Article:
The Case for Merging Mexico's Peso With Block Chain Technology

In Mexico, a team of bitcoin enthusiasts are developing plans for a digital peso.

AccessTimeIconJul 26, 2014 at 6:00 p.m. UTC
Updated Sep 11, 2021 at 11:01 a.m. UTC

A developing plan in Mexico to create a digital peso could demonstrate the potential of bitcoin technology to the rest of the world, if it's successful.

After all, digitizing the currency would be just one part of a greater endeavor to adopt block chain technology into what the project’s leader hopes might become a more transparent and trustful bureaucracy and democracy.

The plans could have many far-reaching implications for the country’s economic and political problems; namely, the remittances market, the tax process and the country’s unbanked population.

"I’m sure there will be a day where many countries will have their own block chain," Luis Daniel Beltrán, Peso Digital head and chief executive of Microbit, told CoinDesk. "It’s the natural evolution of trusted systems."

Beltrán said he met with members of the Bank of México (BdM) in March to talk about the technology's potential and how they can implement it into existing government operations. José Rodriguez, partner in Mexican and Argentinan Exchange Unisend and chief executive of ALTIS: Altcoins Investment Services, was also at the meeting and is largely involved in the project.

A second meeting was held on 4th July; another is set for early September.

Lorenza Martínez Trigueros, BdM managing director of corporate payment systems and services, denied that it would take on the project in an interview with 24 Horas. However, she indicated that the proposal had been considered:

"[We analyze how] technology can be used for other purposes such as voting or other kinds of civic involvement, as you mentioned. We are analyzing, but definitely not from the point of view of independent assets, but rather to take advantage of this technology in national currency, as the 'peso', and it is where it becomes a subject of analysis and research rather than a specific project."

CoinDesk began seeking comment from Bank of Mexico in April, but has not received comment on the meetings.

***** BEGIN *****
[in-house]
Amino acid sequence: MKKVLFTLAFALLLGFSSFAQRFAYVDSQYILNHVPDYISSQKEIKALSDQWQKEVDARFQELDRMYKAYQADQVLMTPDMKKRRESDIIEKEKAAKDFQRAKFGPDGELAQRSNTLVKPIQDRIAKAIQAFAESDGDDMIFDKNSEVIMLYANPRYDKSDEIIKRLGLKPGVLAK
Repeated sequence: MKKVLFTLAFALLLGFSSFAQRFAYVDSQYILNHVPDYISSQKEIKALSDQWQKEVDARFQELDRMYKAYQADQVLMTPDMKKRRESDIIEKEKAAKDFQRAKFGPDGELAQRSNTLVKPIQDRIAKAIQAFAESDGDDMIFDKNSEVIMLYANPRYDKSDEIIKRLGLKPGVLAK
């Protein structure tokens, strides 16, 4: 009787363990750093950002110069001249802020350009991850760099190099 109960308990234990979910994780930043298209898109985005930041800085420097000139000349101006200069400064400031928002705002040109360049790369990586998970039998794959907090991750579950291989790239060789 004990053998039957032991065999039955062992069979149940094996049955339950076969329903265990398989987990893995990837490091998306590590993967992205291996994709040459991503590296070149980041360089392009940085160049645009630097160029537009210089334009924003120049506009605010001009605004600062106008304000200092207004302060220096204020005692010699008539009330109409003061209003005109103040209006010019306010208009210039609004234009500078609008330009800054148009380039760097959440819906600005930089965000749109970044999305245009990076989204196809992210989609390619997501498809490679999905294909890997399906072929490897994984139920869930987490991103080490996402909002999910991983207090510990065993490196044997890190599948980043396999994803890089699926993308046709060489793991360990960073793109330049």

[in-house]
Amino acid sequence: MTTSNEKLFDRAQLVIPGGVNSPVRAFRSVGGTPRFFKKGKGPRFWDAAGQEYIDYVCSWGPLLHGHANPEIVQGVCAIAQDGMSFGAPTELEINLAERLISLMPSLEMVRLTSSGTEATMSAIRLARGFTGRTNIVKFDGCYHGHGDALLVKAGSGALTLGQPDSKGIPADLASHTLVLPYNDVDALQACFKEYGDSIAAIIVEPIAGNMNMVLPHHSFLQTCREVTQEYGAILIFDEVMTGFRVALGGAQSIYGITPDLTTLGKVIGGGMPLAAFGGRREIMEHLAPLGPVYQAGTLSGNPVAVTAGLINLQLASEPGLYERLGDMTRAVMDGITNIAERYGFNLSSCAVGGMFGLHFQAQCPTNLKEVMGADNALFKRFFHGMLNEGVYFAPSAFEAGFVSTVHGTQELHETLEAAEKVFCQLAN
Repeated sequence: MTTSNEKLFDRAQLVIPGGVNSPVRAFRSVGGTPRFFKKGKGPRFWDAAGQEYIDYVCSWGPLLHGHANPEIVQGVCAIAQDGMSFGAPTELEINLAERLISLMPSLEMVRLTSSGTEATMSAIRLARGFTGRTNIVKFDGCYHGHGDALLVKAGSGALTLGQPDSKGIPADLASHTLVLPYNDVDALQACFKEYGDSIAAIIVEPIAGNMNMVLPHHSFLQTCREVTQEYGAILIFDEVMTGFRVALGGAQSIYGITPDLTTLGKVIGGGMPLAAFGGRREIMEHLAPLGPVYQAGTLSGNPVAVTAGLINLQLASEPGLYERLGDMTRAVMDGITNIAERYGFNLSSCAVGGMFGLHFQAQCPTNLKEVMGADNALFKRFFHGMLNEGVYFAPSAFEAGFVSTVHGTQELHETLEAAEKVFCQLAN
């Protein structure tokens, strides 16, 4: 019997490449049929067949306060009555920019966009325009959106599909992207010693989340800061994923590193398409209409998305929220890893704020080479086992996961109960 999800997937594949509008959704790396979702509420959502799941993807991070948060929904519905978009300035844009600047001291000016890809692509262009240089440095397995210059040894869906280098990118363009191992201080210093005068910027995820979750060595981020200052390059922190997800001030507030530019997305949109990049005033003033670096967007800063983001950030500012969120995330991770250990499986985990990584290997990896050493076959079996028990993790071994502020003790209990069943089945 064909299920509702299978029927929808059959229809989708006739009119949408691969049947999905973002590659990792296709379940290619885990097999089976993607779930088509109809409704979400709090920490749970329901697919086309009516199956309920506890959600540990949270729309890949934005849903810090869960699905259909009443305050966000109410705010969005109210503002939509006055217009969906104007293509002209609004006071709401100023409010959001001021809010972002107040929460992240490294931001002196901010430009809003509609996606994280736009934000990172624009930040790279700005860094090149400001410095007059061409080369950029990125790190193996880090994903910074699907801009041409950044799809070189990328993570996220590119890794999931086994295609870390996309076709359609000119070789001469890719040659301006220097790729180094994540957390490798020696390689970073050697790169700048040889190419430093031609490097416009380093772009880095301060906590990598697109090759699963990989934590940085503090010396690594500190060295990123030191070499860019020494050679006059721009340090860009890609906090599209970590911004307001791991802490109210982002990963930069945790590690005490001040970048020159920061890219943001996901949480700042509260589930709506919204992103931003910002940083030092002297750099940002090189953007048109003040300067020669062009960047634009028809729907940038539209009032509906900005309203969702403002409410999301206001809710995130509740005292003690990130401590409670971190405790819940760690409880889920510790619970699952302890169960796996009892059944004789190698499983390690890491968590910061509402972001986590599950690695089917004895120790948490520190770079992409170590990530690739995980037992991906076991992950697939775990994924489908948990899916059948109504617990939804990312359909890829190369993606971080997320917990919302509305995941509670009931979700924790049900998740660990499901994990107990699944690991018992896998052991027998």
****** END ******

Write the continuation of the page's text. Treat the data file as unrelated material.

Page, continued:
Block chain integration

Peso Digital would be the digital version of the country’s fiat currency, using block chain technology. Instead of one block chain, three would back the digital peso, each to fulfill a different need. It would be controlled by the Mexican central bank – making block chain technology legal technology – to strengthen the country’s democracy and transparency.

Beltrán said:

“We have the opportunity to replace the trusted entities with logical and mathematical algorithms.”

The first block chain would be modeled off of bitcoin’s, allowing anonymous, transparent and irreversible transactions of the peso between two people without any intermediaries.

The second would be integrated with the BdM’s Interbanking Electronic Payment System (SPEI) – an open protocol "large-value funds transfer system in which participants can make transfers among themselves on behalf of themselves or their customers – for a monthly service fee. Beltrán said that applying the block chain to SPEI could be the project’s most complex element.

Each digital wallet, he suggested, could be linked to users’ bank accounts or SPEI addresses. This would give the advantage of cash distribution and round-the-clock transaction availability. The level of implementation of this block chain is, perhaps, the most complex element.

The third could automate the tax process by fully integrating with the second as well as the private key and the FIEL (Firma Electrónica Avanzada), a secure and encrypted digital electronic signature.

Beltrán said:

“If the government adopts this technology and gives it a legal value they will be creating an incredible platform of efficiency and a granular democracy … we may get to a point where we no longer vote for people – we will vote for projects.”

Tax transparency

The main goal of the Peso Digital project is to implement the block chain as a resource of trust for Mexicans.

Beltrán said:

“Banco de México is already checked. We are now planning to go further with other institutions like SAT – IRS in the US – and other institutions in order to complete all our goals. […] If the digital peso succeeds and and it’s well implemented we could have an incredible transparency tool for management of resources.”

Figures from 2011 data show that of the OECD’s 34 member countries, Mexico has the lowest total tax revenue – 19.7% of GDP, compared to the US' 24% and the UK's 35.7%.